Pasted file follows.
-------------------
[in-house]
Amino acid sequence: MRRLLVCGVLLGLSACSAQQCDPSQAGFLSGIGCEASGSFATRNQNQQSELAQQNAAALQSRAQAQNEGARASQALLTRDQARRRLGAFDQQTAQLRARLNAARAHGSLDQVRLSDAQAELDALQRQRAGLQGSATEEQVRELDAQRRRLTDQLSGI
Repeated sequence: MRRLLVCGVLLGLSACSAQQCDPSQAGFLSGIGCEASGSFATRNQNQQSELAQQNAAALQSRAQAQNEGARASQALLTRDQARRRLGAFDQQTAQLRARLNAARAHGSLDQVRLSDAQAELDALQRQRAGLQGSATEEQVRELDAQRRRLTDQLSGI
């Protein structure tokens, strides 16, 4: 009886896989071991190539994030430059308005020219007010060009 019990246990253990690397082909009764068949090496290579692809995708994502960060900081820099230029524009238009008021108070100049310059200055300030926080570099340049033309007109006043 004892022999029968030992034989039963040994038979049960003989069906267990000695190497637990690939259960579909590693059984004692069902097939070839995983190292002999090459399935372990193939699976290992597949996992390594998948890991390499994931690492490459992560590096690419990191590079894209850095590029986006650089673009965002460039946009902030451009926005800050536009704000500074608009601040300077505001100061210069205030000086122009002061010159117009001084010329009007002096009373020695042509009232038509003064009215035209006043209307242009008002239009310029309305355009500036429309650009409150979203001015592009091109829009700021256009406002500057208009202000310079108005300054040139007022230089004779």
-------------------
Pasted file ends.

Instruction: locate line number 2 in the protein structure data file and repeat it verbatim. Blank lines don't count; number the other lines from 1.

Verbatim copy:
Amino acid sequence: MRRLLVCGVLLGLSACSAQQCDPSQAGFLSGIGCEASGSFATRNQNQQSELAQQNAAALQSRAQAQNEGARASQALLTRDQARRRLGAFDQQTAQLRARLNAARAHGSLDQVRLSDAQAELDALQRQRAGLQGSATEEQVRELDAQRRRLTDQLSGI